A Guest Blog Post by Mike Dejopopompak, EnCE
Invasion of privacy has always been a concern, yet the interpretation of the Fourth Amendment and definitions of what constitutes a reasonable expectation of privacy at all are changing right alongside advances in technology and adoption of eDiscovery.
History of Privacy
As recently as 2007, the United States Court of Appeals for the Ninth District ruled that an employee had the right to privacy on his workplace computer. In this case, United States v. Ziegler, Ziegler’s employers discovered that he had been looking at child pornography websites from his work computer. The employer submitted the evidence to the FBI and charges were filed. Ziegler objected, stating that this action violated his Fourth Amendment rights; the appeal court found in favor of his objection, although they did leave open the caveat that the employer could consent to searches and seizures that would be illegal in other circumstances.
The attitude toward expectations of privacy on workplace computers has already shifted in the five years since that ruling. The majority of cases state that electronic communications like email and instant messaging do not fall under the protection of “reasonable expectation of privacy” in the workplace. Electronic evidence collected through eDiscovery is increasingly vital when it comes to building a case; can employees really continue crying Fourth Amendment rights when using workplace computers and programs?
In 2010, the Appeals Court of the Eleventh District ruled that a reasonable expectation of privacy is waived once an email has been copied to a third party (Rehberg v. Paulk) while the same year brought a ruling from the Appeals Court of the Sixth Circuit that a person does indeed have a reasonable expectation of privacy regarding emails, and that a warrant was necessary to collect emails for eDiscovery purposes (United States v. Warshak).
Privacy and Social Media
The advent of social media is changing the definition of “reasonable expectation of privacy” right and left. Crispin v. Christian Audigier, Inc. (2010) set the precedent that Facebook and MySpace messages are considered private, as well as wall posts when privacy settings are not set to public viewing, and as such are not subject to eDiscovery. However, more recent cases are coming down on the opposite side of the privacy argument, stating that when posting anything on a site that is intended specifically for sharing data with others, “privacy is no longer grounded in reasonable expectations, but rather in some theoretical protocol better known as wishful thinking.” (Romano v. Steelcase Inc., 2010)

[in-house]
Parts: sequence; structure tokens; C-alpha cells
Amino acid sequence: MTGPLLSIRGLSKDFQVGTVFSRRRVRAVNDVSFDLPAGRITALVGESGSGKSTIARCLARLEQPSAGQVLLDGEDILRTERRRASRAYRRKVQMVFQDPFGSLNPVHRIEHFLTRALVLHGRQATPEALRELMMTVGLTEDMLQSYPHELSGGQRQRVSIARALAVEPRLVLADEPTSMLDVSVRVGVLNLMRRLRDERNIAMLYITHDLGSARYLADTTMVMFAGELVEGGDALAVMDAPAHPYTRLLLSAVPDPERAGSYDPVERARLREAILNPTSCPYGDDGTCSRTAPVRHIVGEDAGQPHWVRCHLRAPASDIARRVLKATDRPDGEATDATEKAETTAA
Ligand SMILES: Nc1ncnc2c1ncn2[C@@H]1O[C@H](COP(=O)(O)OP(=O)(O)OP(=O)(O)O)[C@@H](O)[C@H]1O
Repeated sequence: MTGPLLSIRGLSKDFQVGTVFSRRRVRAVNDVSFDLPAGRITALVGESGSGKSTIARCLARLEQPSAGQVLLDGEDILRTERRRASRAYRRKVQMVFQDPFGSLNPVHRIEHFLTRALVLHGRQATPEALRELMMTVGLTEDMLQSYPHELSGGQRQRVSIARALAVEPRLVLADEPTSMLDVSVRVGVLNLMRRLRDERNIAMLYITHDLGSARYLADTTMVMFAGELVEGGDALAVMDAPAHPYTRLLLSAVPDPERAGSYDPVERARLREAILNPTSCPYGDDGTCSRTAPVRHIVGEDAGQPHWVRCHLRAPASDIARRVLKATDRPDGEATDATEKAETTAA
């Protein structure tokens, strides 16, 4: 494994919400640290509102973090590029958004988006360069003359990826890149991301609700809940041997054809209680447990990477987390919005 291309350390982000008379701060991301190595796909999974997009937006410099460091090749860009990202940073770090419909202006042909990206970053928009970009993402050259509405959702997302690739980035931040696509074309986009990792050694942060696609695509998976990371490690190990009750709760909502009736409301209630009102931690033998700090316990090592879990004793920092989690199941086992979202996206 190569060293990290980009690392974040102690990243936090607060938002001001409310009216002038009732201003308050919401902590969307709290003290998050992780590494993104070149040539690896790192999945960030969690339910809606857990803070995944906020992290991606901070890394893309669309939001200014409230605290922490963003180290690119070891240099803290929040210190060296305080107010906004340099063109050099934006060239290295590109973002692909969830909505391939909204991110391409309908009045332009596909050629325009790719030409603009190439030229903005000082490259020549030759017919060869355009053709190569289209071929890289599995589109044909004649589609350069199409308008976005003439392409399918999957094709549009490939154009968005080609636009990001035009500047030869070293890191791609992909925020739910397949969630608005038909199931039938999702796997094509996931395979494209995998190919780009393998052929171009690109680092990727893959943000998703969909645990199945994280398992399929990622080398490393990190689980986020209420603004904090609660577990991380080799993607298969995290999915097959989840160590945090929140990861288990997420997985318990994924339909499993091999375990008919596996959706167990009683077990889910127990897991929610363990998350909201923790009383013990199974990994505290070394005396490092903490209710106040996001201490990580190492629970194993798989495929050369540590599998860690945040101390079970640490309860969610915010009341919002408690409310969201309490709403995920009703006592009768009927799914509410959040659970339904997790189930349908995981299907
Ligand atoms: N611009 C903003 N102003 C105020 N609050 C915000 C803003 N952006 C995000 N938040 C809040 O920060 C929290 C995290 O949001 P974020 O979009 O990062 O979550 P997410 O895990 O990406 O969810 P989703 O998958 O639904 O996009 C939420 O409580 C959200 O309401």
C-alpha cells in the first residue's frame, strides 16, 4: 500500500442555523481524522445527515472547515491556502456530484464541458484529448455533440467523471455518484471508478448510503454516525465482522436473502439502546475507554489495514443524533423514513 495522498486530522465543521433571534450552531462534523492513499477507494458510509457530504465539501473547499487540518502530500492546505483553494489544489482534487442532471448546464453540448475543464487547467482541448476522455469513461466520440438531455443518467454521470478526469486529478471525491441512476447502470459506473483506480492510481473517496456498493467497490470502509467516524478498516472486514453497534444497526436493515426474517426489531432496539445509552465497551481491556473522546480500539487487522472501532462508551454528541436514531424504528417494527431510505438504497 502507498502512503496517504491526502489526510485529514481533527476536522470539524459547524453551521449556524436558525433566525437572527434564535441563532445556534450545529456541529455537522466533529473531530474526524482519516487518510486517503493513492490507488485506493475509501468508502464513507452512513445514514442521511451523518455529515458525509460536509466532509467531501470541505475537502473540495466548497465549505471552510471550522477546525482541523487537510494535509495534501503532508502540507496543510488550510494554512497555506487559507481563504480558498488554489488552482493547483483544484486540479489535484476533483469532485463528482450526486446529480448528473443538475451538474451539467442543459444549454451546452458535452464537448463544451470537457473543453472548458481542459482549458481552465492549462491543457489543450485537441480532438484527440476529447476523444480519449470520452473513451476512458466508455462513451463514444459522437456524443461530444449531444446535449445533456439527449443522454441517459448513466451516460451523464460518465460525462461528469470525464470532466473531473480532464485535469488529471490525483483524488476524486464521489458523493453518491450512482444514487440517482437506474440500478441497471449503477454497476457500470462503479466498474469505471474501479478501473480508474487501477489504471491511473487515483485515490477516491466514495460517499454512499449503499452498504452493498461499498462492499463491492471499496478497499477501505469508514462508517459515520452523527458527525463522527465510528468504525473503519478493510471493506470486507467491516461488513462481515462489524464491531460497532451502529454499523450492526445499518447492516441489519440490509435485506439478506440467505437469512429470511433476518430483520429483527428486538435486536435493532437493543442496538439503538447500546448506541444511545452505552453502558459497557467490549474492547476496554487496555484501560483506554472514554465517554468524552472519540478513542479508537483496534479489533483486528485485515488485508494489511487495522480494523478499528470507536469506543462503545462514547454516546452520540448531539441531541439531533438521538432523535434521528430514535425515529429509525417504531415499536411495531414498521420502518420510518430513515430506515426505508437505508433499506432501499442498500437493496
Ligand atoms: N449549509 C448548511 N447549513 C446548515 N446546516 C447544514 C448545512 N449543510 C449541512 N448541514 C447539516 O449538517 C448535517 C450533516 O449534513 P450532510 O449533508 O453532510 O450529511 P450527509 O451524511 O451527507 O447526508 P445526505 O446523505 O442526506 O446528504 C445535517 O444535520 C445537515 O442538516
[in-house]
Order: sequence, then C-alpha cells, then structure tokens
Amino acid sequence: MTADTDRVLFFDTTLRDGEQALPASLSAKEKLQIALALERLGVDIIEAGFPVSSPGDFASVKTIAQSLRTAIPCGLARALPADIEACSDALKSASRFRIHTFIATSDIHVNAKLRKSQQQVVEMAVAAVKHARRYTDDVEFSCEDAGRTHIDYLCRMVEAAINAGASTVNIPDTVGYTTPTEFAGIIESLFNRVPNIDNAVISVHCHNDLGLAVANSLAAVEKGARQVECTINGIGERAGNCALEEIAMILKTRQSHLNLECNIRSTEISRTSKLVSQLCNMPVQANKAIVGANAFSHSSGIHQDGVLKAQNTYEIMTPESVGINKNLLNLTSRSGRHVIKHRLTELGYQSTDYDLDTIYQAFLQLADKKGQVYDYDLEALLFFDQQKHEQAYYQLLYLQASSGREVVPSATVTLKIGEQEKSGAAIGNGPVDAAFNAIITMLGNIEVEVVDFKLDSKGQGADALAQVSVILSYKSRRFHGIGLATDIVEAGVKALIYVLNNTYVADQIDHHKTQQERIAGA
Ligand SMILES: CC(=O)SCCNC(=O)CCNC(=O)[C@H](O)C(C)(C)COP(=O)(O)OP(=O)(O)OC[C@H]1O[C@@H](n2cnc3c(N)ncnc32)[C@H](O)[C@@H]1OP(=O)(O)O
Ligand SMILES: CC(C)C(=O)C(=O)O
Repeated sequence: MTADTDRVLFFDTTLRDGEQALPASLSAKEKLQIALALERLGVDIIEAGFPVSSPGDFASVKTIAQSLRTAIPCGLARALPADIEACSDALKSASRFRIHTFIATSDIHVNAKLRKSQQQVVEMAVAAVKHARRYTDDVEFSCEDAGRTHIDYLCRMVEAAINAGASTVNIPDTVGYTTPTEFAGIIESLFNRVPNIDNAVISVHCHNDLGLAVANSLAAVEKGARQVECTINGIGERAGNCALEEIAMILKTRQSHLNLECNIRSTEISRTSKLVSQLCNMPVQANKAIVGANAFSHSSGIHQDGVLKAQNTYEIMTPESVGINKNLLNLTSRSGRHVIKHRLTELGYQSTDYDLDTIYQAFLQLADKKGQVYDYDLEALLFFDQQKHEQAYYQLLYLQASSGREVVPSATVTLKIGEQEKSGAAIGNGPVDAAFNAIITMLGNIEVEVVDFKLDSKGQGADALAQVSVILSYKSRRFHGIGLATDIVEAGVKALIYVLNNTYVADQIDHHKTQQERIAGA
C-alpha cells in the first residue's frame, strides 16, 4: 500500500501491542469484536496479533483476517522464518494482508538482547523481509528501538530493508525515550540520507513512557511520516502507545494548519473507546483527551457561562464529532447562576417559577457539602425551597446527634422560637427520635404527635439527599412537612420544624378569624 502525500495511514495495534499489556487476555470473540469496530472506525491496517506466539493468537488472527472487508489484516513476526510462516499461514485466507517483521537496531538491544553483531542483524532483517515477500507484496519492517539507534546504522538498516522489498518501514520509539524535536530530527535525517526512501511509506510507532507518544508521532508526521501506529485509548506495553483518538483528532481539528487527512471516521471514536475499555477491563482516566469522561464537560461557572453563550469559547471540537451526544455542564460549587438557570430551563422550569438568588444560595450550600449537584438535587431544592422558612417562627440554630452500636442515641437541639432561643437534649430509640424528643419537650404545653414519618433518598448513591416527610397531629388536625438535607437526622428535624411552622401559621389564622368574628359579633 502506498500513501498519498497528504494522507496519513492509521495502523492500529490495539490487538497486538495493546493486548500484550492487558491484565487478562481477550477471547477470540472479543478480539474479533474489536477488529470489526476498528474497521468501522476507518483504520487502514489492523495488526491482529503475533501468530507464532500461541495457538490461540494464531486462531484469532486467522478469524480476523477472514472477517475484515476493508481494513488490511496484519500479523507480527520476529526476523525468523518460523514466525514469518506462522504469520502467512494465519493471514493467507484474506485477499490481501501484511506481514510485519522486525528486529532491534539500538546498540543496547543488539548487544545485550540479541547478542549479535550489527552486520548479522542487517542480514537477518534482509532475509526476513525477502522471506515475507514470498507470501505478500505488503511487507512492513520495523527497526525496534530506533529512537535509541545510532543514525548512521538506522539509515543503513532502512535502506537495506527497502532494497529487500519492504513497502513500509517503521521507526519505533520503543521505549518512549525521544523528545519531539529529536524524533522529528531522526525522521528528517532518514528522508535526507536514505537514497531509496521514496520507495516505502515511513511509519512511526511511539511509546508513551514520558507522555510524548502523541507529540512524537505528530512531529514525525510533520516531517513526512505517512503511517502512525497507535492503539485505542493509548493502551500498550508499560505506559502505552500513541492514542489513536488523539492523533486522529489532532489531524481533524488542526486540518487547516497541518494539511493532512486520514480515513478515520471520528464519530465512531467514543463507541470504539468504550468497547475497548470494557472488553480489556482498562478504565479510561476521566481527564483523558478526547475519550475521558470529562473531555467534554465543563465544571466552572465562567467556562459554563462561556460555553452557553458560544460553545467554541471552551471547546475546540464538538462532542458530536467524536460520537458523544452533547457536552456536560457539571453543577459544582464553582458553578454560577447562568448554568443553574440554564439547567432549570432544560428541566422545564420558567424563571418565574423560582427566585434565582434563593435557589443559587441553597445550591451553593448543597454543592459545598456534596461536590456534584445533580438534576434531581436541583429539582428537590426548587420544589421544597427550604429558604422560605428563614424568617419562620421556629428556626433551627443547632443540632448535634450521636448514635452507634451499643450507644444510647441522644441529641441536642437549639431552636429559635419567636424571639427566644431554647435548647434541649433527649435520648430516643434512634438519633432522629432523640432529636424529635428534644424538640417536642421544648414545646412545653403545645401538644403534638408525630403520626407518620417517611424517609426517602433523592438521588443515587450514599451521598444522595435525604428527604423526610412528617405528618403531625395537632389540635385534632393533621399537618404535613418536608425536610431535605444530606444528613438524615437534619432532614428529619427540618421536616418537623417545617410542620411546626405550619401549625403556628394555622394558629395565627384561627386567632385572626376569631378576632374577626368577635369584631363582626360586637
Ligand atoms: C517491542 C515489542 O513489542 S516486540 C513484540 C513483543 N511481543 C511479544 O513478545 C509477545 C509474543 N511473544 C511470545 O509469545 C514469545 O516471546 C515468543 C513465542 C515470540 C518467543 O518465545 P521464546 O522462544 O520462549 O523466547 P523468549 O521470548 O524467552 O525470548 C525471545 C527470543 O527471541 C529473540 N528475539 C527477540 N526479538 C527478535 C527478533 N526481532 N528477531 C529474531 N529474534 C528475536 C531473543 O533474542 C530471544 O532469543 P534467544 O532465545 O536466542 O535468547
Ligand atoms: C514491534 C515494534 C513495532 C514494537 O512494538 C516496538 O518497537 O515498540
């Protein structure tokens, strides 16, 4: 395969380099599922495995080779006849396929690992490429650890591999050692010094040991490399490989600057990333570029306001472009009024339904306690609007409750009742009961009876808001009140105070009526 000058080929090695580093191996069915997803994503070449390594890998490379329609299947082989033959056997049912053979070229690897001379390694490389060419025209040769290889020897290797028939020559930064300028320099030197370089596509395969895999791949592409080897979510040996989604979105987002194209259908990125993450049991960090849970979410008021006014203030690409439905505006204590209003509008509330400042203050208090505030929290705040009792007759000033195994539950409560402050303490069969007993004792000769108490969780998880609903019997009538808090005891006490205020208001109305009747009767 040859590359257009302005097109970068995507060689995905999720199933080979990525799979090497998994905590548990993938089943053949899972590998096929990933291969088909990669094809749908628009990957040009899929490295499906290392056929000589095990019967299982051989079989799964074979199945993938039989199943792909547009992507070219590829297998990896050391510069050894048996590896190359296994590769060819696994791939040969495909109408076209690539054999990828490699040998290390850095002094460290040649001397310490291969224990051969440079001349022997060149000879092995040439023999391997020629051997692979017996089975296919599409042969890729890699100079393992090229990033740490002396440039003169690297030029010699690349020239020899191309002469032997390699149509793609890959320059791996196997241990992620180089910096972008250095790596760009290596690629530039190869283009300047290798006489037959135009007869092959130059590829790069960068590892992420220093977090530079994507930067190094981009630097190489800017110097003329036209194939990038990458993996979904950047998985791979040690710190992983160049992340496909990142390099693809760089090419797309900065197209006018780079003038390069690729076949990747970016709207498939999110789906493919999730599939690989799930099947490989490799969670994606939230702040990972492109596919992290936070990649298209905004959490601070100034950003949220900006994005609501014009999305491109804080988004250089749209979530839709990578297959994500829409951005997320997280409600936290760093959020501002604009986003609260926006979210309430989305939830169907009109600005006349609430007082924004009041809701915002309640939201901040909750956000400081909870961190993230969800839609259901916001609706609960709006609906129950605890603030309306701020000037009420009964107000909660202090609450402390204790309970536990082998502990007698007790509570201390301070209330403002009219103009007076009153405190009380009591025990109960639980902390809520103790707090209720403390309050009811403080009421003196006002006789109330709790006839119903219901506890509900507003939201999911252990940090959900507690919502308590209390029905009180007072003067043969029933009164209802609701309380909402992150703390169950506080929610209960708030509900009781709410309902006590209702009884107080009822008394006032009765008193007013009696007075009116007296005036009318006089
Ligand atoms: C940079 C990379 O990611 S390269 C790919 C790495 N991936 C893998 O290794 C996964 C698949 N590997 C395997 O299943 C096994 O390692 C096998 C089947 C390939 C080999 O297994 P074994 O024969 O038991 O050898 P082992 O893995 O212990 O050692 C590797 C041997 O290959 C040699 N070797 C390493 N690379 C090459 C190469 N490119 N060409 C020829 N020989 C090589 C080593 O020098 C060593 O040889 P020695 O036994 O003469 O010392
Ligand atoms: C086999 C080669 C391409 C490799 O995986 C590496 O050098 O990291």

Liberty vs Technology
Most recently, the Supreme Court made a unanimous decision in United States v. Jones that long-term GPS tracking placed on the car of a suspect was indeed a violation of the Fourth Amendment. Yet, the rise of social media and other technological changes designed to reduce privacy may only be in the eye of some beholders. As a society, the loss of privacy seems to becoming more and more accepted. Justice Alito summed up the debate on privacy vs eDiscovery neatly: “New technology may provide increased convenience or security at the expense of privacy, and many people may find the tradeoff worthwhile.”